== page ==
Opinion | Finance

The CFPB's data overreach hurts the businesses it claims to help

The views expressed by contributors are their own and not the view of The Hill

The Consumer Financial Protection Bureau (CFPB) is on track to use financial institutions as tools to harvest private data from small businesses. This mandate from Dodd-Frank is a major encroachment of the federal government into private business activities. 

Like most provisions of Dodd-Frank, section 1071 imposes unnecessary reporting requirements on financial institutions and risks cutting off credit access to minorities, women and the respective small businesses they own. The mandate in section 1071 sets the stage for the CFPB, the brainchild of left-leaning Sen. Elizabeth Warren (D-Mass.) to insert its authority into every loan agreement between financial institutions and small businesses.   

Signed into law in 2010 as a provision of Dodd-Frank, section 1071 amends the Equal Credit Opportunity Act to facilitate "enforcement of fair lending laws" and enable "communities, governmental entities, and creditors to identify business and community development needs and opportunities of women-owned, minority-owned and small businesses."

While lending discrimination is abhorrent, and the goals of this provision are commendable, the methods for preventing this discrimination as outlined in this provision fail to solve the problem.   

The CFPB wants to make business decisions for banks, credit unions and financial technology companies. Section 1071 directs financial institutions to collect data on small businesses that apply for a loan. Specifically, the financial institutions must disclose data to the CFPB, such as the sex, race and ethnicity of the loan applicant, the amount of the credit transaction, the gross annual revenue of the business and the census tract in which the business is located. The statute also requires the CFPB to issue a rulemaking to enforce these mandates and expound upon them.

On Sept. 1, the CFPB released their notice of proposed rulemaking pursuant to the mandate in the statute. Most notably, the rule, if finalized, would establish a government-run database that would house vast amounts of information on small businesses, particularly, minority-owned and women-owned businesses. But astoundingly, the rule would prohibit the financial institutions collecting this data from being able to view it themselves. So, the Biden CFPB trusts the government to steward private information, but it does not trust private financial institutions (which have shareholders to answer to) to view the information they are required to collect. This is illogical. 

Moreover, the CFPB's rule requests more information on small businesses than is required in statute. In addition to the aforementioned data points, the CFPB is also collecting the six-digit North American Industry Classification System (NAICS) code of each business, the number of workers that the small business has, how long the small business has been operating and the number of principal owners of the small business. 

The CFPB will likely use the data it collects as a precursor to issuing future regulations that will force financial institutions to only lend to certain small businesses without considering risk factors. If financial institutions are unable to take risks into account when deciding whether to extend credit, they will likely decide to withhold all credit.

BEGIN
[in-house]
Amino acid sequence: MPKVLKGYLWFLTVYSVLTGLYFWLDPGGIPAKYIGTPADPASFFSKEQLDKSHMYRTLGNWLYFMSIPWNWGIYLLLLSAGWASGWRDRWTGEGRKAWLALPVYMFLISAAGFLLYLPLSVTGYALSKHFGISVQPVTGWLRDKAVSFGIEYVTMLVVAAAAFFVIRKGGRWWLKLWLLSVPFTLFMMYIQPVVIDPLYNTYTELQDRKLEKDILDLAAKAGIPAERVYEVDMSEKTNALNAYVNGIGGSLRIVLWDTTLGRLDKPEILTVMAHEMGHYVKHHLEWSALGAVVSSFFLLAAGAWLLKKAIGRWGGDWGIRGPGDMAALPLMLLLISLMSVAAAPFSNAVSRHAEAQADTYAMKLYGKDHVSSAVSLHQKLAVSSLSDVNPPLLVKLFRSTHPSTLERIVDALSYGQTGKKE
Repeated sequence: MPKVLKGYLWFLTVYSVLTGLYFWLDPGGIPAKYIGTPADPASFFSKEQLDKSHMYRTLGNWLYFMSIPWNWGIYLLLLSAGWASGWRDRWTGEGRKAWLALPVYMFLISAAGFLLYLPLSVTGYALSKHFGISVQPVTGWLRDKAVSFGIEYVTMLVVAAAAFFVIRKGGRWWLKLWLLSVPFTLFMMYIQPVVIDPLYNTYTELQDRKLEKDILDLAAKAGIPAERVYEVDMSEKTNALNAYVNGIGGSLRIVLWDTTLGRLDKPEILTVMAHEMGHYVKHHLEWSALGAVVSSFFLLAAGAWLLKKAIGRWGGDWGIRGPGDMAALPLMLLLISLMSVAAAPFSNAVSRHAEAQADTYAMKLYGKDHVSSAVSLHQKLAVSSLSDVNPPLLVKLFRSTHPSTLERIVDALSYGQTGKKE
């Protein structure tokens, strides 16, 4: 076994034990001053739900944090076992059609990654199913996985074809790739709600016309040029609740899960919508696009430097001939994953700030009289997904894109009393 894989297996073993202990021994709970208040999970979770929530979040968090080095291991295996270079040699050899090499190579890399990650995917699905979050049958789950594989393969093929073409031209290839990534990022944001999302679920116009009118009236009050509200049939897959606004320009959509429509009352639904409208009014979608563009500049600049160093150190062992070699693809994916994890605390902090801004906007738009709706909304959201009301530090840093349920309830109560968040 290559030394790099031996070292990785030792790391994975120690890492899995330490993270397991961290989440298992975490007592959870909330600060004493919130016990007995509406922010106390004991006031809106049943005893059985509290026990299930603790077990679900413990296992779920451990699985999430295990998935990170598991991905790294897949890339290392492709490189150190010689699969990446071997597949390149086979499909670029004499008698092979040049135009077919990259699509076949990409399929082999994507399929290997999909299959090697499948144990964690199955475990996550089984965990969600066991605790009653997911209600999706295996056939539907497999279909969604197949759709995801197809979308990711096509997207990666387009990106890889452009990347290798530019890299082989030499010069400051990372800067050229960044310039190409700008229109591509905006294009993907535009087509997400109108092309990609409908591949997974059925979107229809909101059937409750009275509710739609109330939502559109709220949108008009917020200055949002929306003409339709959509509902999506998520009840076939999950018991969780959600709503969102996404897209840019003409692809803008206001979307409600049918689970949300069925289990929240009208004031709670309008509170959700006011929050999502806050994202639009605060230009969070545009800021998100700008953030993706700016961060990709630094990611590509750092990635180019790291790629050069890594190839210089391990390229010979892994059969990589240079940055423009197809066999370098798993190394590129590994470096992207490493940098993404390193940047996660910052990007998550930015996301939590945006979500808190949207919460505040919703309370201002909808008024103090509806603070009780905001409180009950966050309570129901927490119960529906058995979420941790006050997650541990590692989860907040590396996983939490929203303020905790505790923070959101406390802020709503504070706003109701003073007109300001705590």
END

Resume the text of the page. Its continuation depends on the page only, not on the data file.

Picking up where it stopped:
The CFPB's rule will not enable increased credit access to minority-owned and women-owned small businesses. Instead, capital will dry up and no credit will make its way to traditionally under-capitalized businesses. In 2017, the Treasury Department published a report on financial regulation in the United States and recommended repealing section 1071 outright. 

The rule will exacerbate the issue that it is trying to solve.

The CFPB's rule is also unnecessary. Without the CFPB's rulemaking financial institutions were already increasing capital allocations to small businesses. According to the Small Business Administration, from June 2017 to June 2019, small business loans grew by 4.1 percent to $645 billion from $619 billion. 

Rep. Roger Williams (R-Texas) understands the intricacies of this issue. In the 116th Congress, he introduced legislation to repeal section 1071 of Dodd-Frank. The Preserving Small Business Lending Act of 2020 (H.R. 5574) aimed to encourage capital flow to small businesses by letting financial institutions conduct proper risk analyses without the overburdensome reporting requirements that cost time and money. 

Congress's role should be to provide incentives for financial institutions to direct capital to small businesses. Promoting deregulation with the proper safeguards against discrimination is the right approach. But opening the door for federal agencies to gain leverage to intervene in private contracts is distortive and may end up promoting discrimination instead of ending it. 

Ensuring all small businesses have access to capital is vital for the sustainment of a strong American economy. However, it is wrong to assume that the federal government will know what financing decisions should be made between a private lender and a private borrower. The CFPB should let financial institutions do their job and continue to make risk-based financing decisions. This both allows capital to flow to businesses with successful businesses models and ensures that credit can continue to flow. 

In their announcement of the proposed rule, the CFPB gets one thing right, small businesses are the lifeblood of the American economic engine. Unfortunately, their proposal fails to accomplish their goals.  

Bryan Bashur is a federal affairs manager at Americans for Tax Reform and executive director of the Shareholder Advocacy Forum.

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